Next week is Dementia Action Week. Dementia is a word that strikes fear into the minds of anyone who has been affected by this disease either personally or within their family and have seen the devastating effects it takes on those nearest and dearest to you.
In 2016 someone very dear to me was diagnosed with the illness. For him, he refused to accept that he had it/has it and even now we call it his ‘memory issue’. Sadly, the illness had an underlying effect on our friendship.
I can only speak for myself as I think every diagnosis is different. My friend had always trouble to express his emotions and this manifested itself 100 times over the years leading up to the eventual diagnosis. Some strange comments directed towards me and others were passed off in my mind as ‘quirky’ and quickly brushed over instead of being investigated. I often feel racked with guilt that I did not pick up more quickly what was going on. But you cannot blame yourself. You can only do what you can do and we are all, after all, human. For my part, I find that when I am with my friend I mimic his behaviour so you would be hard pushed to figure out who has the illness!
Two years after the diagnosis I have done a lot of research on dementia, the causes and manifestations of the disease. The truth is that no-one really knows the true causes and there is still a lot of debate about what causes this dreadful disease to take hold. Being brutally honest here, and this is just my experience with my friend, he never had any hobbies as such and he never had interests outside of work. I used to say that quote “all work and no play will make Jack a dull boy”. I often used to think that eventually that would cause issues and I would encourage him to read and socialise. In my mind having friends and keeping yourself active is key.
I hang out with a bunch of amazing women and we all talk openly about memory loss. I admit mine is shot to pieces. I reflect on whether it had always been shot to pieces or it is it something more sinister. The business I ran with my business partner had certainly been a strain or, is my ‘tipsiness’ in fact, the menopause? The truth is if you are an empathetic person you can often be drawn into other people’s energies and find yourself emulating their behaviours – even if you don’t want to. My friend would often accuse me of losing and forgetting things, and generally being dipsy (he was right), so whenever he lost something or was not so ‘on it’ it could be deflected by my inefficiencies. For my part now, I struggle remembering names of people and I do the walk down the corridor and then forget what I was walking down the corridor for. But then again, when I share that with friends, we laugh and say: “oh we all do that”. Many of my friends also say they are good with faces but not names. I find it hard to absorb names unless it’s one I really know. But again, since I have come to Highcliffe and have been involved in active community activities with many people, run my own shop, joined ‘Meet Up’ and networking groups, and set up my business ‘The Lifestyle Concept’, it’s remarkable that I now know more people than most of my friends so if I call you ‘Sweetie’ you will know I’m having a senior moment .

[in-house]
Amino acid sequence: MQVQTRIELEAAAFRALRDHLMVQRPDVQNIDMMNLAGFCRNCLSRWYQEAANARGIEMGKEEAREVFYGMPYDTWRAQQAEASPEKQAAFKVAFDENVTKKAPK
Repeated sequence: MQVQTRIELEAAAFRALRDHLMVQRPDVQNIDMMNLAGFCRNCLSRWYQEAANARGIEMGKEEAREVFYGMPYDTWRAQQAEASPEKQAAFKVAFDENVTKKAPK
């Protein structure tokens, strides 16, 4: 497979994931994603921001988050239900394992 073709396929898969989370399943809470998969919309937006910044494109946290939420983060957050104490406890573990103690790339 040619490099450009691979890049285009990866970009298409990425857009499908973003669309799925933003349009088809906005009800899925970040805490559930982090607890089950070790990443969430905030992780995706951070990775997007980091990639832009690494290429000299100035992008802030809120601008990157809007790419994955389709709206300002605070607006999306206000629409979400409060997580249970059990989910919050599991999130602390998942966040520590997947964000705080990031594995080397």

There are many people out there just like you. My blog is to say that it’s okay to say: “I am worried about my memory”. I even said to my mum the other day that my memory was dreadful and that I thought that my move from London to Dorset, opening and closing a shop, four house moves, a long-term injury (broken ankle), my friend’s diagnosis, the guilt that I had not spotted the signs before, my personal development courses and lots of other stuff had made a difference. She just smiled and said: “Yes, probably, but you seem so much happier”. That put a smile on my face. Isn’t that what life is all about – accepting what is and not fighting it?
For those of you who need to talk I am here for you! I’m not an expert and I don’t have the answers to everything but you can share your stories with me and we can have a laugh over our shared ‘memory issues’. Over and the above that, the Alzheimer’s Society (https://www.alzheimers.org.uk
) are offering some amazing events in and around Bournemouth, Poole and Christchurch, e.g. singing to support the brain and a memory event where you can sit with your loved one and share memories with others.
At the end of the day, we all have this one life to lead and it’s best to lead it as well as you can. Laugh a lot, smile a lot, have friends, have hobbies, enjoy what you have and be grateful. None of us knows what is around the corner. Just embrace every second of every day and live your life being the best version of you. And if you can volunteer your time please do so. I am about to sign up to offer my singing skills to Alzheimer’s Society in Christchurch. As a keen singer myself, yes I do fancy going on ‘Britain Got Talent’ (joking aside), I want to use my singing, caring and ‘quirky’ personality to the very best use. Singing for the Brain(R) sounds like a genius idea!
With love – always your friend,